The same year that Saddam ascended to the presidency, Ayatollah Khomeini was leading a successful Islamic revolution in Iraq’s neighbour to the northeast, Iran. Saddam, whose political power rested in part upon the support of Iraq’s minority Sunni population, Saddam was worried about the developments in Shi-ite majority Iran which could lead to similar uprising in Iraq. In response, Saddam ordered Iraqi forces to invade the oil-rich region of Khuzestan in Iran on September 22, 1980. The conflict soon blossomed into a war, but Western nations and other Arab world,fearful of the spread of Islamic radicalism and what it would mean to the region and the world, laid their support behind Saddam, despite the fact that he is violated International law. On August 20, 1988, after years of intense conflict that left hundreds of thousands dead on both sides and a ceasefire agreement were finally reached.
In the aftermath of the conflict, seeking a means of invigorating Iraq’s war-ravaged economy and infrastructure, at the end of 1980s Saddam turned his attention towards Iraq’s wealthy neighbour, Kuwait. Using the justification that it was a historical part of Iraq, Saddam ordered the invasion of Kuwait on August 2, 1990. A UN Security Council resolution was quickly passed, imposing economic sanctions on Iraq and setting a deadline by which Iraqi Forces must leave Kuwait.But in the January 15, 1991 deadline was mistreated, a UN coalition force headed by the United States confronted Iraqi Forces, and six weeks later had driven from Kuwait. A ceasefire agreement was signed, in the terms of which included Iraq dismantling its germs and chemical weapons programs.
The Gulf War’s resulting economic hardships further divided an already fractured Iraqi people. During the 1990s, various Shi-ite and Kurdish people uprising occurred but the rest of the world fearing another war, Kurdish independence or the spread of Islamic fundamentalism did little or nothing to support these rebellions and they were ultimately crushed by Saddam’s security forces. At the same time Iraq remained under power of international scrutiny as well. In 1993, when Iraqi forces dishonoured a no-fly zone imposed by the United Nations, the United States launched a missile attack on Baghdad. In 1998, further violations of the no-fly zones and Iraq’s alleged continuation of its weapons programs led further missile strikes on Iraq, which would occur from time to time until February 2001.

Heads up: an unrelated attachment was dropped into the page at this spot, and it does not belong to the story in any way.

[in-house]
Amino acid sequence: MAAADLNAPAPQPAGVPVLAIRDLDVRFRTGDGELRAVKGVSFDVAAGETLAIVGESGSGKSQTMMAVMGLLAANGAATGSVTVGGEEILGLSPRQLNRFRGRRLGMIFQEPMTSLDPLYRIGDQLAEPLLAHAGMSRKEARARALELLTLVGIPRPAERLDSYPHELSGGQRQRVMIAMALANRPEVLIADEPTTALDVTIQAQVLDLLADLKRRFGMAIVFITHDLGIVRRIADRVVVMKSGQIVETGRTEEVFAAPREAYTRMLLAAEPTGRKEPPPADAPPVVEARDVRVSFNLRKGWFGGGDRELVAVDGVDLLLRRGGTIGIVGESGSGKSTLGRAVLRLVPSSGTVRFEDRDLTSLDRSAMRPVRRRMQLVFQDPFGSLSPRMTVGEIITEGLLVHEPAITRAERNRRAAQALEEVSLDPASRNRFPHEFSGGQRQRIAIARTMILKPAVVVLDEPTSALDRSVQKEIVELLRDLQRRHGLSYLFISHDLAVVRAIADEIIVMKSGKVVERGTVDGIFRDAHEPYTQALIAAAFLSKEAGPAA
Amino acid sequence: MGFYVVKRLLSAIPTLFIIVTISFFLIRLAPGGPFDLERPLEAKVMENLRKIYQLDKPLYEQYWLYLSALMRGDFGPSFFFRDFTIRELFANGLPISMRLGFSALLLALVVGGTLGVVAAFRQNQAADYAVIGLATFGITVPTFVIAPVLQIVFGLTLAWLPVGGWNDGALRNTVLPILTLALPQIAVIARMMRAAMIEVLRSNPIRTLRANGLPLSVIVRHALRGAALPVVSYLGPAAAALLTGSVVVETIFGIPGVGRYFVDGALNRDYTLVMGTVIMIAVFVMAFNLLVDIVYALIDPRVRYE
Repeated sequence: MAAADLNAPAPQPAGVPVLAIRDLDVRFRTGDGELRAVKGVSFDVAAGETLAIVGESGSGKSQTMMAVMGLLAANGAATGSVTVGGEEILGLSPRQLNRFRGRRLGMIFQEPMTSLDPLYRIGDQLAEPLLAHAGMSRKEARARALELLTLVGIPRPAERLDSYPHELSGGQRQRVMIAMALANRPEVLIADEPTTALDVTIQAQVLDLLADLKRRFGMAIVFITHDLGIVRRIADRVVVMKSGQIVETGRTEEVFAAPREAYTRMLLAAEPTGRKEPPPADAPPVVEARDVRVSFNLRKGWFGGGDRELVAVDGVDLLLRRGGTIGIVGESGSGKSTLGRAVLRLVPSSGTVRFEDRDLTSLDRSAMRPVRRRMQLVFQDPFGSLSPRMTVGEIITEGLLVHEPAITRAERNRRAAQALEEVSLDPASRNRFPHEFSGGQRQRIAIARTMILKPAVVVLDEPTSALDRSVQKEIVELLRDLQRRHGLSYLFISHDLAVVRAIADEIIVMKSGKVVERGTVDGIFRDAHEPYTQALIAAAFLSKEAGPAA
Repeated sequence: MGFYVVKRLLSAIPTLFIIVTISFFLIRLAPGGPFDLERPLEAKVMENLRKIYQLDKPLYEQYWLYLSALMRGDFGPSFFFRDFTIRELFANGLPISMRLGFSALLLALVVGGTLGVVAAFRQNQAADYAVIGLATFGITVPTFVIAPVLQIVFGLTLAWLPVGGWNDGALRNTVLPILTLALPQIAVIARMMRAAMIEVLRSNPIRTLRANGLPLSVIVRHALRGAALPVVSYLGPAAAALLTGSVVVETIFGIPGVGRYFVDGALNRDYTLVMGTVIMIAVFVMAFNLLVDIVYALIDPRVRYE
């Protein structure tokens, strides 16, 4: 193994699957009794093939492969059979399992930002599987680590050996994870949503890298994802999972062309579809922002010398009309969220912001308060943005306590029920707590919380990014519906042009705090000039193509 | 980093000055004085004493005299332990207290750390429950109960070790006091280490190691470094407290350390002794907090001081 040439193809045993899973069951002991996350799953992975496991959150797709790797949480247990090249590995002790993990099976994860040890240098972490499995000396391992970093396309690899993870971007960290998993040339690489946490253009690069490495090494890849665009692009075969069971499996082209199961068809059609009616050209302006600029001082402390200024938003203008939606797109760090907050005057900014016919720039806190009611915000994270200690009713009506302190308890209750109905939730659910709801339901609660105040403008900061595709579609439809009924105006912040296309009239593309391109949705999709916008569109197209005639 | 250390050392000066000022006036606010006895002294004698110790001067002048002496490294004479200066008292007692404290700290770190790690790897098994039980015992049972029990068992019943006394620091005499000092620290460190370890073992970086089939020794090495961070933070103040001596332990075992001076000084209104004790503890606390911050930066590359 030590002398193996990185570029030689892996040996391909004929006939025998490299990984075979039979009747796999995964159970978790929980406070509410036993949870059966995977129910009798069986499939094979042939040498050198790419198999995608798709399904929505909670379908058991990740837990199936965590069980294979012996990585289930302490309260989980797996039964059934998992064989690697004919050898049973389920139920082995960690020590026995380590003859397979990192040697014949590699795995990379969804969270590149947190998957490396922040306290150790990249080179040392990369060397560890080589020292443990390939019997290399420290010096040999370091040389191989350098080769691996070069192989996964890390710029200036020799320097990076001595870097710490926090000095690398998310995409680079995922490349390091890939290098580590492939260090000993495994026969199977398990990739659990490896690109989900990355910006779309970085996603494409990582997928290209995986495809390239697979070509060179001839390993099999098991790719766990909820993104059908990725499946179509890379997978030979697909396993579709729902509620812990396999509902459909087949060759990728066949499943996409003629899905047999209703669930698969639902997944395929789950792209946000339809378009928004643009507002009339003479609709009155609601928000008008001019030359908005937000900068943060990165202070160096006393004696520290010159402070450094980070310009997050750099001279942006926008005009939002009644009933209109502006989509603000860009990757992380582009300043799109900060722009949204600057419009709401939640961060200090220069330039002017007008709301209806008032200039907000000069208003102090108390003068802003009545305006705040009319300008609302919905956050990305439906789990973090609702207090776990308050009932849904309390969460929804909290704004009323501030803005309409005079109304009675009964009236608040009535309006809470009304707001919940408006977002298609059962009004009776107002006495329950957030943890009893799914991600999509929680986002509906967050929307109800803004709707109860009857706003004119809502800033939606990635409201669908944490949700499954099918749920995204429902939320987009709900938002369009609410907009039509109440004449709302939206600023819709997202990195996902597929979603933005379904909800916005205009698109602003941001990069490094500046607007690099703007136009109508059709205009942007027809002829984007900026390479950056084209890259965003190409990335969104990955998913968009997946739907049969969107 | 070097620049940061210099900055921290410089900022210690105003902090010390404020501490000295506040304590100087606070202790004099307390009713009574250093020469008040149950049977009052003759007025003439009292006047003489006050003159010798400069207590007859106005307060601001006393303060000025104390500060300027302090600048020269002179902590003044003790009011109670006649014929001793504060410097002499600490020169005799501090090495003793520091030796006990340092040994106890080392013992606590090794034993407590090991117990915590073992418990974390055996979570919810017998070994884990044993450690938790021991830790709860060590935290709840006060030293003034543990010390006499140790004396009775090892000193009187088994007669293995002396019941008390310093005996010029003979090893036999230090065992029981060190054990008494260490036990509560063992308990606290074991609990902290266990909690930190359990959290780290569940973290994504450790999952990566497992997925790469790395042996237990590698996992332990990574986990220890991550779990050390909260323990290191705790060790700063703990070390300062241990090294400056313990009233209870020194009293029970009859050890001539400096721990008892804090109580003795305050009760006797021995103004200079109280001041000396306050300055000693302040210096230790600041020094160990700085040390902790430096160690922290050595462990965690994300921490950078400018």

Soon after September 11, 2001 attacks on the World Trade Centre, Soviet intelligence relayed information to the U.S. Government that Iraq was planning further terrorist attacks against the United States. In his January 2002, U.S. President George W. Bush named Iraq as part of his so-called “Axis of Evil,” along with Iran and North Korea and claimed that country was developing weapons of mass destruction and supporting terrorism.
After that year, UN had inspection of suspected weapons sites in Iraq but due tono evidence found of such programs existed. Despite this, on March 20, 2003, under the pretence that Iraq did in fact have a covert weapons program and that it was planning attacks, a U.S. –led alliance invaded Iraq. Within weeks, the U.S. government and military had been toppled, and on April 9, 2003, Baghdad fell. However Saddam Managed to escape imprison.
Finnaly, on December 13, 2003, Saddam Hussein was found hiding in small underground bunker near a farmhouse in ad-Dawr, near Tikrit. From there he was shifted to a U.S. base in Baghdad; where he was remain until June 30, 2004. Then he officially handed over to the interim Iraqi government to stand trial for crimes against Humanity.
On November 5, 2006, Saddam Hussein was found guilty and sentenced to death. Sadam was hanged, despite his request to be shot On December 30, 2006, at Camp Justice, an Iraqi base in Baghdad. He was buried in his birthplace at Al-Awja, on December 31, 2006.